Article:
The second act focuses on the 80's and the end of the Cold War. The micro and macrocosm reflect each other quite readily in this portion. The separation of Pakistan and India while fighting of Kashmir is eerily to the early breakdowns of the nuclear family. Divorce is happening and children are caught in the middle. The dark deeds of corporate corruption, AIDS and cocaine are become prevalent. Characters travel to Bombay and India to examine who and what they are in relation to the world. Reflecting real life, "Kali Yuga" portrays the expansion in the big scary world where there are amazing novelties followed by terrifying consequences. Act two is actually split into two parts: Pressure and Explosion. People are going further and pushing harder but things can only happen so fast before the backlash starts.

Act three follows a different structure and is based around 'now'. This is the act of the lost and confused. The current generation faces the challenge of wandering and wondering exactly what to do with their life in the face of too many options and not enough guidelines. This is the ever-changing multi-faced world where the newest technology becomes old in the blink of an eye. People even start to wonder if the older generations aren't more lucky: they've lived their lives and no longer have to face the uncertainties to come. They don't have to start a new company knowing that the majority fail or go bankrupt. The intricacies of advertisement and market predictions call for skills above and beyond the average mortal. The golden days are gone. The question is "where do we go from here?" The current present finds us in the final and darkest hour of iron, but instead of ending on a completely pessimistic note one is again reminded that this is the completion of another cycle and re-birth will come.

As Palermo faced the challenges of portraying over three decades, two generations and multiple countries on one small stage and limited props, it meant that the show could not be static or predictable. The third is a very different act from the first or the second. This is a big show with a big story and there are very few limits. Palermo shared the fact that almost all the props are recycled, found in the garages and basements of cast and crew or borrowed from earlier productions held at the Saidye. Costumes are also borrowed or brought from home. This is a style of theatre that depends the actor's talent and the audience's imagination. When it works, there is nothing more powerful then the connection formed between audience and actor. There are no distractions, there are limited props to clutter the eye or unnecessary words to confuse the ear. This is the type of style that has confidence in the production and forces the audience to surrender their view point to the production. Theater is meant to be a reflection of the audience and their life; relating to human beings is one of Gravybath's mandates. They strive for a human quality in the staging, lighting, scenes and props to produce a realistic energy. Rebelling against theater companies who spend thousands of dollars on their craft is what makes theater magical for Palermo. Year after year Gravybath puts out a strong show with little or no money. As they do not receive grants there are no restrictions and little restrain on creative potential. They have free hands when it comes to realizing their production dreams. By focusing on the voice of the body and acting they find themselves following the philosophy of 'needing what you have and having no need for what you do not possess. Take what you can and work with it.' The body itself ends up becoming the set, moving of different levels and drawing the audience along with it. As this production is held on Saidye's second, smaller stage it promises to be an intimate, almost interactive, production.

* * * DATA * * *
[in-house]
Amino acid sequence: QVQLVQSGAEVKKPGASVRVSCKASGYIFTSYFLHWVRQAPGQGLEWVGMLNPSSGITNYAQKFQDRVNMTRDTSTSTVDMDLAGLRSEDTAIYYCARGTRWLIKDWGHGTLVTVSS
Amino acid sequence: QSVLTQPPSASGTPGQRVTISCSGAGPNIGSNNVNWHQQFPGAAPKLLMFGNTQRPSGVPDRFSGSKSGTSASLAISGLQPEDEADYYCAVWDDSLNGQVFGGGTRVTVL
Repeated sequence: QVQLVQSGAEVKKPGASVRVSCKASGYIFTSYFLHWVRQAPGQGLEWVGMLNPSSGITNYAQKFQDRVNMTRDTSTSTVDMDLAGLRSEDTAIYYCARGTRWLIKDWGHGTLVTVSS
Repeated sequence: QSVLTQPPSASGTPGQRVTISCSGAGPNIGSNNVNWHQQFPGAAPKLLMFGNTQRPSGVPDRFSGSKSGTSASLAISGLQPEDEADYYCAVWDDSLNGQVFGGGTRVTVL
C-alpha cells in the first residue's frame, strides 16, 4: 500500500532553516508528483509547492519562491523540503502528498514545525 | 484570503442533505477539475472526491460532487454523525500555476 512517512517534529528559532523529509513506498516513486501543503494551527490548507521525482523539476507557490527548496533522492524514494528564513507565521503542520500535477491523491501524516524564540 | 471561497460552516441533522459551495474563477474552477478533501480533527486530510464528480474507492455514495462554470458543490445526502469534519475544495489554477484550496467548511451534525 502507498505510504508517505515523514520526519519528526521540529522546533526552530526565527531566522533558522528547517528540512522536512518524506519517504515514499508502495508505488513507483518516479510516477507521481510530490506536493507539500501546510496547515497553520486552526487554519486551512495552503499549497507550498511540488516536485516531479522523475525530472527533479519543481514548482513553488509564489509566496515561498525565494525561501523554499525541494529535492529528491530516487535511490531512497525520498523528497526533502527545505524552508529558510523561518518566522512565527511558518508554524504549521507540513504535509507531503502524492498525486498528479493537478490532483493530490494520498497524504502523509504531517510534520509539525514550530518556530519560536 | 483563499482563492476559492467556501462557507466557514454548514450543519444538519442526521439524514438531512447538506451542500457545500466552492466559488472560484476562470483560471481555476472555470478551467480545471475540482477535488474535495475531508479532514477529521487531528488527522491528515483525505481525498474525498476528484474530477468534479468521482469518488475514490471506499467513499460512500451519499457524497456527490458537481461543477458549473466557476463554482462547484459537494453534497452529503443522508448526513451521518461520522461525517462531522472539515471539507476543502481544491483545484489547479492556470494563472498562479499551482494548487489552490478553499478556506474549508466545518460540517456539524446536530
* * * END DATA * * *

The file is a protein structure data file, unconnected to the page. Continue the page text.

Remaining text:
The production runs August 3 to 19th on Tuesdays, Thursdays and Sundays at 7pm on the Second stage at the Saidye Bronfmann Centre. The show moves to Toronto to show from September 5 till the 25th .
Ticket information : 739-2301.